The off-duty police officer who shot and killed an unarmed Black man in his own home last year in Dallas had been exchanging racy messages with her boyfriend in the minutes before the shooting took place, prosecutors said in opening arguments of the murder trial. They argued in part that those facts contradicted Amber Guyger‘s claim that she was exhausted when she entered Botham Jean‘s home and shot him to death because she said she thought he was a burglar.
Prosecutor Jason Hermus questioned how Guyger could be tired since he said the text messages suggest she was ready to meet her boyfriend for sex. After Guyger finished her 13 and a half hour shift, Hermus said the contents of the text messages show she did not have plans to go home and rest, which is what someone who was supposed to be exhausted would likely do after a long day at work. The text messages showed “she had plans,” Hermus said while reading from a transcript of the messages.
“When can I come over?” Martin Rivera, identified as the person Guyger was texting with, asked in his message.
“You can come over after this,” Guyger responded in an apparent allusion to her finishing up at work.
She then texted to Rivera: “super horny today too,” to which Rivera responded, “me too.”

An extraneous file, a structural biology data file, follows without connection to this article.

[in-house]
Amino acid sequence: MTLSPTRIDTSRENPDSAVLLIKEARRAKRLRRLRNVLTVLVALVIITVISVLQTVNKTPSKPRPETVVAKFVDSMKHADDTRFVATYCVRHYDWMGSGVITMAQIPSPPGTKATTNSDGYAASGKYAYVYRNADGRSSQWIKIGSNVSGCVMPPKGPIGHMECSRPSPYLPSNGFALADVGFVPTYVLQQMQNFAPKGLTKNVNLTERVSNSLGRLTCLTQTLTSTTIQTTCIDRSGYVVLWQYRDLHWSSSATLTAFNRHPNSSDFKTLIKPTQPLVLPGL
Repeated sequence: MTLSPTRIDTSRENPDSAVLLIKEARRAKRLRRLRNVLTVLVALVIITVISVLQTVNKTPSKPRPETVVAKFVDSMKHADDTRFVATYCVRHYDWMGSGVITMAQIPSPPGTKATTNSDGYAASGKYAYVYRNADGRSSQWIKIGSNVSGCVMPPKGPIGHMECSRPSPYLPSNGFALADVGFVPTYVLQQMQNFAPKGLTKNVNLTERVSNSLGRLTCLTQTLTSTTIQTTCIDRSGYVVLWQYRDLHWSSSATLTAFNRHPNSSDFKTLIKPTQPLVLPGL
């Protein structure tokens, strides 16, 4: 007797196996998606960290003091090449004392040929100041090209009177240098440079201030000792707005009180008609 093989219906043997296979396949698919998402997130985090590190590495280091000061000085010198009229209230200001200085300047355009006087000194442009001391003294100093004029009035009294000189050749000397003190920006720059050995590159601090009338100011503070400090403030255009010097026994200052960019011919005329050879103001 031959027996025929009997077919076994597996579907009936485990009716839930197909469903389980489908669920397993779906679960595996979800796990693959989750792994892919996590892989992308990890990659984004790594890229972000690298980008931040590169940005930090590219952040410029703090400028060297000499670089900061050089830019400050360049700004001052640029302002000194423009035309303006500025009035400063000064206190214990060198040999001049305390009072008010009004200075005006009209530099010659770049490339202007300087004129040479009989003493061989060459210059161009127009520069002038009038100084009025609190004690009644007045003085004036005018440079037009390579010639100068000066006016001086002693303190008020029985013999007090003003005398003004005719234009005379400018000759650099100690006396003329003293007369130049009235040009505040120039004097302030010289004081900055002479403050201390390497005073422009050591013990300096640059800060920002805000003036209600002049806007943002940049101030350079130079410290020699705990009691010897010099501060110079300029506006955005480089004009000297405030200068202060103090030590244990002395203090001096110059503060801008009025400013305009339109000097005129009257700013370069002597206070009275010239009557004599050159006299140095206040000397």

That prompted Guyger to ask him in her next text: “Do you wanna touch?”
That exchange showed, Hermus argued, that Guyger had plans to have sex with Rivera. It also belied logic, Hermus said, since Guyger was supposed to be exhausted — the reason she blamed on entering Jean’s apartment, which was located exactly ne flor beneath hers.
The revelation was the first hint of what could have possibly been on Guyger’s mind when she did the unimaginable and shot Jean without any provocation.
Still, Hermus said, he understood how someone could be so tired they may miss clues that should have shown they were in the wrong place, including Jean’s bright red floormat — Guyger did not have one in front of her own apartment’s door — and the smell of marijuana in his apartment. What Hermus did not understand, he said, was how Guyger “departed in her [police] training” and did not follow protocol for such a situation.
Hermus cited her 911 call, which he said showed she was more concerned with her career than the life of a dying man.
And after the shooting, Hermus told jurors how Guyger found the time to text Rivera once again instead of “giving 100 percent of her attention” to Jean, who can be heard gasping in agony during the 911 call. Guyger’s text to Rivera — “I fucked up” — showed “Amber Guyger thinking about herself,” Hermus said.
“She left that poor man alone in his apartment in his final moments,” Hermus said before saying that the rest of Guyger’s text messages were deleted off of her phone. “The state of Texas is entitled to a verdict of guilty.”